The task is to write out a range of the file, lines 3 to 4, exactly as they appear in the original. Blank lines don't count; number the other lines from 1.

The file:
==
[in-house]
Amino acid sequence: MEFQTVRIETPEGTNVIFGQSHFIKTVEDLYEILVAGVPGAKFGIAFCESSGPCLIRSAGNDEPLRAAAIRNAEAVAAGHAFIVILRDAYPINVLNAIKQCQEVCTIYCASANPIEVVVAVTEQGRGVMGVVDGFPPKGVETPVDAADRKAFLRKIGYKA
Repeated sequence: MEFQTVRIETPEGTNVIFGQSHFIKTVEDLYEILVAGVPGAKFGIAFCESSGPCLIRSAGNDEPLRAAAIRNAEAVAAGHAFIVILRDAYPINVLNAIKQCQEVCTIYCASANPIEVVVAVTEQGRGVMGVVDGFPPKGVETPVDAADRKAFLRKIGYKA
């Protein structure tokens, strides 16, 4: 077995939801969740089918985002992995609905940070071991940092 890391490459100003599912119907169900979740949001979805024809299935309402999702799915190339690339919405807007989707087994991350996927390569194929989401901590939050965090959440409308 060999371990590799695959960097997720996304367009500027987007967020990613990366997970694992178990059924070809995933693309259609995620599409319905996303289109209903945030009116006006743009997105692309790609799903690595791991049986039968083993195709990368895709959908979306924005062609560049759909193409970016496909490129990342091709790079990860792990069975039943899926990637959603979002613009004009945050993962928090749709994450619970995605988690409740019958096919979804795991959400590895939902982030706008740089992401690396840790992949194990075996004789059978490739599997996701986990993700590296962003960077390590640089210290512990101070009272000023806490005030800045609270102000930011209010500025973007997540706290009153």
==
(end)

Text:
Repeated sequence: MEFQTVRIETPEGTNVIFGQSHFIKTVEDLYEILVAGVPGAKFGIAFCESSGPCLIRSAGNDEPLRAAAIRNAEAVAAGHAFIVILRDAYPINVLNAIKQCQEVCTIYCASANPIEVVVAVTEQGRGVMGVVDGFPPKGVETPVDAADRKAFLRKIGYKA
């Protein structure tokens, strides 16, 4: 077995939801969740089918985002992995609905940070071991940092 890391490459100003599912119907169900979740949001979805024809299935309402999702799915190339690339919405807007989707087994991350996927390569194929989401901590939050965090959440409308 060999371990590799695959960097997720996304367009500027987007967020990613990366997970694992178990059924070809995933693309259609995620599409319905996303289109209903945030009116006006743009997105692309790609799903690595791991049986039968083993195709990368895709959908979306924005062609560049759909193409970016496909490129990342091709790079990860792990069975039943899926990637959603979002613009004009945050993962928090749709994450619970995605988690409740019958096919979804795991959400590895939902982030706008740089992401690396840790992949194990075996004789059978490739599997996701986990993700590296962003960077390590640089210290512990101070009272000023806490005030800045609270102000930011209010500025973007997540706290009153």